Email templates can serve a great purpose in nonprofits. With limited resources, fundraisers are always looking for ways to save time and bring in more donations. In theory, email templates should save you time by allowing you to easily plug in images, text, links, and any other elements you want. And they should help you get more donations because they’re built using “best practices.”
Research continues to show that using an HTML email template can actually hinder the success of our emails.
Imagine sitting down to write an email to your spouse, parent, kid, or friend. Most likely, you’re not going to pull up your email template with fancy buttons and images and start typing. It’s too impersonal, and it’s unnecessary. If we wouldn’t use a template in that context, then why would we use it to communicate with our donors? In many ways, skipping the email template can make the process much easier, and be much more effective.
Let’s look at examples of how templates help or hurt us.
How the design of fundraising emails affects click-through rate
This is a fundraising email for CaringBridge. The email was sent from a member on the advisory council, Rick. He was unknown to the audience.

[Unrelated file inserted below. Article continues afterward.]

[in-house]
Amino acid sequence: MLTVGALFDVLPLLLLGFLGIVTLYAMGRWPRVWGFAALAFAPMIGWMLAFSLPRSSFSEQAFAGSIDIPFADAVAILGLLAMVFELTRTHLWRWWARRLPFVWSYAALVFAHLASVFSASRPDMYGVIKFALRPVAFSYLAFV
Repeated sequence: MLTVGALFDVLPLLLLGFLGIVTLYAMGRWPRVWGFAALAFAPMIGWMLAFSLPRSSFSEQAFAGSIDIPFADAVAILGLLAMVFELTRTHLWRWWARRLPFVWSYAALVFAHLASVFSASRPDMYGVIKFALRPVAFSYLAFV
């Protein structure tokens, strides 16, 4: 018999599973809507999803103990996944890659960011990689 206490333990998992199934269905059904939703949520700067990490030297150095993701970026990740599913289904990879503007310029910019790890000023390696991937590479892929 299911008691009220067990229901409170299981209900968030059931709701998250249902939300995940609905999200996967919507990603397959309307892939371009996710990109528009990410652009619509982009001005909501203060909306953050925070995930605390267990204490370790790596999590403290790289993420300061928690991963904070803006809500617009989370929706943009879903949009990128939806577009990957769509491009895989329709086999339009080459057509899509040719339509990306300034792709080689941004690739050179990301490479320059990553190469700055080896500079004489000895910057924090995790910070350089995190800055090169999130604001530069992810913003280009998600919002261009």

The templated email is intended to give context to the ask and to reinforce the brand. The images give context to the donation ask. We placed the CaringBridge logo at the top, and included an image that talked about how Rick’s family was helped by the campaign. There’s also a pre-header at the top of the page that gives away the email’s intent: marketing.
Now, the email template is not inherently bad. It’s intended to reinforce the brand and give context to the ask. But we wondered what would happen if we took out all the branding and the template itself. We created a more personal feel using the same copy and call-to-action button to make it feel less templated or designed.
The treatment produced an 80.3% increase in click-through rate, and an increase in the donor conversion rate because people trusted this email.
The Truth About Email Templates
Email templates may reinforce the brand and increase the authority of an email, but they also indicate to the recipient that they are looking at a marketing email. Thus, fewer people take the intended action and click.
Templates tell the recipient our plan, and communicate that it’s a mass email sent to a lot of other people. Mass emails are efficient and effective for nonprofits because they help reach a lot of people at once. But we need to make sure that those people don’t feel like they’re being marketed to. When donors sense they’re being marketed to, shields go up, and anxiety is increased because they feel like we want something from them.
We can decrease that feeling by removing the template entirely. While email templates increase the speed of our ability to create emails, they may also be incentivizing fewer people to take action and click.